It might have been comical. Kim could laugh at it, even with the pain.
It was a sunny winter day, and we took a break from our isolation to load our camera gear in the car for a drive out in the country to photograph barns, trees, birds – whatever we could find. We allowed ourselves to become somewhat lost, thanks to Gertrude, the name we’ve given the voice on our GPS.
Kim spotted an old barn, and we crept a little past it so she could get a good angle from beside the road. She got out of the car, and since she did not have far to walk, I stayed in, the engine running. Snow had been plowed off the road, but there was a nice crust to walk on. Or so she thought. She took a step to move some branches out of the way, and her foot plunged down through the snow until she was in over her knee. She took a step with her other foot, and this leg sunk just as deep. She reached a hand down to get leverage to lift that foot out and – you guessed it – that hand went down over her elbow. She was stuck.
Fortunately, or so she thought, she had one hand free to wave to me for help. I was doing something important, and so I didn’t notice for a while. When I finally did see her waving, I smiled and waved back to her. I saw her twisting about, trying, I thought, to get a good angle for the photo. I was, as is so often the case, mistaken.
I finally heard her screaming for help, and I figured that I should probably help her. I waded into the snow pile, lifted her under her arms, and helped her back to the car. Kim was so delighted to be rescued that she did not, at first, notice that all of her twisting to free herself had injured her knee. “I wonder,” she said, “how long I would have stayed there if you had not pulled me out.”
At this point, about a week later, we don’t know how serious the injury is. Some days it seems to be getting better, but most days not. Some days she can go upstairs fine, and some days she can only lift one leg. Going down stairs is worse.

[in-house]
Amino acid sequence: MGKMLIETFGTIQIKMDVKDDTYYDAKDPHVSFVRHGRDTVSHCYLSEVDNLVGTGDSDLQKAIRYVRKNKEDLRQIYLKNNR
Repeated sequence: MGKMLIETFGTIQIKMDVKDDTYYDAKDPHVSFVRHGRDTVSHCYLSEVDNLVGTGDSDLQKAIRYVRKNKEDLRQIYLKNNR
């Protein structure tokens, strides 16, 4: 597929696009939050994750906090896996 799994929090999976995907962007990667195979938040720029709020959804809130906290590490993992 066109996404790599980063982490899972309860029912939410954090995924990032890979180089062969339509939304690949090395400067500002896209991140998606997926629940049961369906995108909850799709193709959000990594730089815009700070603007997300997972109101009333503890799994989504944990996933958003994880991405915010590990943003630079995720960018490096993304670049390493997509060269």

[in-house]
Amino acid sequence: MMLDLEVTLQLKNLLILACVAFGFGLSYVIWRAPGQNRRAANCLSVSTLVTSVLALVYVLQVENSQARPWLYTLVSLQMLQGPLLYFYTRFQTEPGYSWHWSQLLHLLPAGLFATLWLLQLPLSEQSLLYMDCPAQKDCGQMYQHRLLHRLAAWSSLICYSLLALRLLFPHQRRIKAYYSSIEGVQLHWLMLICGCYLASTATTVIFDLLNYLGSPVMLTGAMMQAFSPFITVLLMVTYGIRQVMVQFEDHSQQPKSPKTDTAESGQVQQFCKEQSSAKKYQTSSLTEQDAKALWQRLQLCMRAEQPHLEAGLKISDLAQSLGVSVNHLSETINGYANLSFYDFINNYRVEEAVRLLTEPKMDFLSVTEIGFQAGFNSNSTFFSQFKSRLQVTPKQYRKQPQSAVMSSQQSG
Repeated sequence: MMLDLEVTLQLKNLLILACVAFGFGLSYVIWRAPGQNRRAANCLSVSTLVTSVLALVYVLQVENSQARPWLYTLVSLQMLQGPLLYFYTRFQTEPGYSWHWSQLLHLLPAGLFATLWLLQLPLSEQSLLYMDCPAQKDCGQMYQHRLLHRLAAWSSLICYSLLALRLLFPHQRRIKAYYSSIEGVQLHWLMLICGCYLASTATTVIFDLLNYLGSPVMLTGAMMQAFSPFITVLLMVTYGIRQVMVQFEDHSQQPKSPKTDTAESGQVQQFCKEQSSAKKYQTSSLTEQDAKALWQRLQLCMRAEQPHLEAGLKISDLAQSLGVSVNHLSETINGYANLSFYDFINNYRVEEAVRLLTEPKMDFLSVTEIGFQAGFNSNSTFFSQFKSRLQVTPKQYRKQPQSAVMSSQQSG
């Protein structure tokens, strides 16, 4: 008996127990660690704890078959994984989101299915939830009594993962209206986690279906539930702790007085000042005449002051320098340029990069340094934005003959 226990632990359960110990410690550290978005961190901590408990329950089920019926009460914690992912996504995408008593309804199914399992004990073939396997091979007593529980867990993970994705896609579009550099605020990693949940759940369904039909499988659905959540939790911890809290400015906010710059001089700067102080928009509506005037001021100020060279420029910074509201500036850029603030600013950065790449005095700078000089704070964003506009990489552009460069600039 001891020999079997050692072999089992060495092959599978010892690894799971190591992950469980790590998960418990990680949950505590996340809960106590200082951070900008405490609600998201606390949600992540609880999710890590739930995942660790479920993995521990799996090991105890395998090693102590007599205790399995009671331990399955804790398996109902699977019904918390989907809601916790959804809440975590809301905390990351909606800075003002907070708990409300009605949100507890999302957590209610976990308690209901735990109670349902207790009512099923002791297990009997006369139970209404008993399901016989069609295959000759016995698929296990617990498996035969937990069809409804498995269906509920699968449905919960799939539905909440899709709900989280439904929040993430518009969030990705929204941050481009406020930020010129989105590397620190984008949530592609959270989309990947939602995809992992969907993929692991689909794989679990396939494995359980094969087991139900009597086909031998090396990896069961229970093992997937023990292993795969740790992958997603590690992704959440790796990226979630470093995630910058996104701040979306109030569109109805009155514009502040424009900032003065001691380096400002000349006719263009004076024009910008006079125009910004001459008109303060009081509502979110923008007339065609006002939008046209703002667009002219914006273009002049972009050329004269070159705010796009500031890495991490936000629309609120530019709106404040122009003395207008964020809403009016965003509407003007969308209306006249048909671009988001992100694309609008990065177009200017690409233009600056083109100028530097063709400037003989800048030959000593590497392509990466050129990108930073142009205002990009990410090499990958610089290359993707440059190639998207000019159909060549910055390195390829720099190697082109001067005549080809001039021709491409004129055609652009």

Genne’ suggested over the phone that she ice, wrap and elevate it, which she did. Pain meds are generally ineffective for Kim, so there is no relief there. An MRI may be in Kim’s future. But still, Kim is able to laugh when telling people what happened. This would not be the case if it happened to me.
All of which puts me in mind of a poem by Stevie Smith:
Not Waving but Drowning
Nobody heard him, the dead man,
But still he lay moaning:
I was much further out than you thought
And not waving but drowning.
Poor chap, he always loved larking
And now he’s dead
It must have been too cold and his heart gave way,
Oh, no no no, it was too cold always
(Still the dead one lay moaning)
I was much too far out all my life
And not waving but drowning.
Some of you may know that Kim and I have each experienced near-drownings, but most of the time we are just waving. I don’t know if either of us has ever been “much too far out” – hard for us to judge. Neither of us is yet “the dead man” in the poem.
When Kim told Scott about what happened, he said, “Keep taking photos, Mom, until you are one hundred and six. Even if you roll down the hill into the lake.”
And Kim, of course, got the shot: